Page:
My workouts vary depending on my goals. I have a great coach, Dean Golich, who is a huge motivator, is objective, sees the bigger picture, and can interpret all of my data and spreadsheets.
Most of my training is on the bike, but I also run, hike, cross country ski, back country ski and occasionally swim.
I do a lot of backcountry skiing here in the winter, cross country and backcountry skiing. I don’t really take the chairlift, even though I live in the ski area, I make a point of hiking uphill and skiing down.
I run with my dog. I mix it up, I still climb a little bit, and I believe that it’s pretty healthy to get off the bike for part of the year, doing some cross training and some other things for mental and physical breaks.
It is a hard task to balance training and my business, Rusch Relations. Not only do I race, I put on clinics and rides, am an author, and produce my hometown event, Rebecca’s Private Idaho.
Aside from all of that, I am an advanced EMT, backcountry rescue professional, and firefighter.
How do I balance it all? Well, I’m still working on that. Sometimes a really long race is a blessing to be able to walk away from all of the other work stuff that piles up.
There is much more to being a professional athlete than most people think.
How does your many years of experience affect your riding?
There are so many athletes blowing expectations out of the water and I don’t think anyone knows what’s possible yet. Equipment, training knowledge, technology and experience are all improving at a staggering rate and you are seeing the result in older athletes who are still getting faster.
For me, I am still seeing improvement in my Red Bull Performance testing and race performances.
As far as injuries, I’m either lucky or smart or both! I have not been plagued by injury over the course of my athletic career.
I’ve had occasional tweaks and bruises, but I’ve never had a really serious injury that has taken me out for a long time. I swear by good nutrition, lots of sleep, the foam roller and cross training.
What do you consider most important: Skill and ability or guts and sheer determination?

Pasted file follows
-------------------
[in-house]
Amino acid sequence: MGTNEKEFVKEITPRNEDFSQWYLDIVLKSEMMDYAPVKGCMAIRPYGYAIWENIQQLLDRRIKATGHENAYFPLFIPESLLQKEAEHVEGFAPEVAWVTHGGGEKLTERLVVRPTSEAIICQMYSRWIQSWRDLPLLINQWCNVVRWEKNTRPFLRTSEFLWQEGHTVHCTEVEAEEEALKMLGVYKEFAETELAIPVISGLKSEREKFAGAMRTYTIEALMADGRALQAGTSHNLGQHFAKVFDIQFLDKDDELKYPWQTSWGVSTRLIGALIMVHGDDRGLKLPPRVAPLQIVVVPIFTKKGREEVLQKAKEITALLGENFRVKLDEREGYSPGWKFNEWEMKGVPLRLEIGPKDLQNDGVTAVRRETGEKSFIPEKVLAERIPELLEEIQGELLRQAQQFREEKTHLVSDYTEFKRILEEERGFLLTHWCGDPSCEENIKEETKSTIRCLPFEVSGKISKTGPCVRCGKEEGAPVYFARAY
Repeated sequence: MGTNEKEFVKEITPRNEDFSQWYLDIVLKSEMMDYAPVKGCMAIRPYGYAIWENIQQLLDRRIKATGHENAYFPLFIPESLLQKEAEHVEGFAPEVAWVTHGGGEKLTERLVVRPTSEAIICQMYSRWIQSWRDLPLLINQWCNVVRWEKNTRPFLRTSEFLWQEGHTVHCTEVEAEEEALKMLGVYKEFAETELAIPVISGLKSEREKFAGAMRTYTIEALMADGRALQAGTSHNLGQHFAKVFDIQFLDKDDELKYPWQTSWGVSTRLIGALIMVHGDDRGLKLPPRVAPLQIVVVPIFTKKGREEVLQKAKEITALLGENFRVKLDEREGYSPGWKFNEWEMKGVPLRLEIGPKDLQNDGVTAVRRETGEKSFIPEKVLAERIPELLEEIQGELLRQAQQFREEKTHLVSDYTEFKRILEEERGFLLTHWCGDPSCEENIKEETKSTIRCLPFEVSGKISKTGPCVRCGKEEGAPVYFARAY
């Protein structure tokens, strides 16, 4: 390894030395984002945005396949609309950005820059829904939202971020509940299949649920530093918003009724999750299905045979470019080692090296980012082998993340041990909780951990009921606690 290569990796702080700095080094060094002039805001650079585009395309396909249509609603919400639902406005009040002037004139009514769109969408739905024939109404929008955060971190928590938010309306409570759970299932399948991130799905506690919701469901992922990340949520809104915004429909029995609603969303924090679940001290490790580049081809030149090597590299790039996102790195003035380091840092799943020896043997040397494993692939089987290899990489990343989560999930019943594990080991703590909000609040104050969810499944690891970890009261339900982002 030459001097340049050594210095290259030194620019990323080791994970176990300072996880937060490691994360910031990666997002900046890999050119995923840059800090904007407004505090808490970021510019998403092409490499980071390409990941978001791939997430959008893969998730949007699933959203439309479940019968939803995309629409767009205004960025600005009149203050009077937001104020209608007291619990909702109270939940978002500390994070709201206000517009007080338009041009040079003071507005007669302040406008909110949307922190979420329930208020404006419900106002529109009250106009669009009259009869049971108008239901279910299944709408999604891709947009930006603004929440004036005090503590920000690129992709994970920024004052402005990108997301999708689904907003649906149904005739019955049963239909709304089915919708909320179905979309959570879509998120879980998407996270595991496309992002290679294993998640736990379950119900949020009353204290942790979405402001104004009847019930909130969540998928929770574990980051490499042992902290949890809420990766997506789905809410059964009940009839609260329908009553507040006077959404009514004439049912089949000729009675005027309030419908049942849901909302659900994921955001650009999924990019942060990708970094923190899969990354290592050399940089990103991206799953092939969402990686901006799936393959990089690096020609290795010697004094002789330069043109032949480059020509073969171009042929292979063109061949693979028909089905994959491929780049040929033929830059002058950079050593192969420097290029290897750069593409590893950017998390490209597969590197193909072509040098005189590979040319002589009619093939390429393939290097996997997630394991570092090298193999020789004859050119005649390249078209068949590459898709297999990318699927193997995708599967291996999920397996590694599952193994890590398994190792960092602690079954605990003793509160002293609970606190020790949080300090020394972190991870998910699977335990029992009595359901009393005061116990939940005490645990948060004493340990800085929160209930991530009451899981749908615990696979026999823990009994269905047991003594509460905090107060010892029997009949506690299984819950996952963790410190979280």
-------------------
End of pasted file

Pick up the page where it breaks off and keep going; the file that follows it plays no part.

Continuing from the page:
Well, I think that my cycling career proves that you can achieve a lot with sheer determination, even if your skills are lacking. It’s not to say that I don’t work on skill development all the time, but you can learn those things.
Attitude, commitment and determination are things that are harder to teach, but are essential for success.
What kind of bike do you prefer?
My main MTB race bike is the Niner JET 9 full suspension, however I do have a Niner AIR 9 RDO hardtail and the BSB 9 RDO gravel grinder bike. There are times when I choose a different bike to race or ride. There are some race courses where suspension is just more effective and efficient. It’s really personal preference.
I will say that I’ve been riding a 29 inch wheeled bike for 7 years and will never go down in wheel size. For me, it’s more efficient and I ride better on the bigger wheels.
The bottom line is that bike choice is personal preference and as long as someone is having fun on two wheels, then that’s all that matters.
My bikes come set up pretty sweet for me. I may change out the saddle and of course make adjustments to make sure the dimensions sit right.
You are a huge inspiration and hero to many people, but who inspire you?
My high school cross country coach had the biggest impact on my career because he was my first exposure to athletics, teamwork, coaching, setting goals and hard work.
He inspired me and the rest of the team by pushing us in a patient and supportive way. He made us want to work hard and our efforts paid off.
The trajectory of my life was forever changed by joining the team and having such a positive experience for those four years.
A more current mentor has to be Marla Streb for her non-traditional jump into mountain biking and the way she exploded onto the scene. She’s a super talented rider and really smart business woman. I admire her riding and even more how she’s conducted herself throughout her career.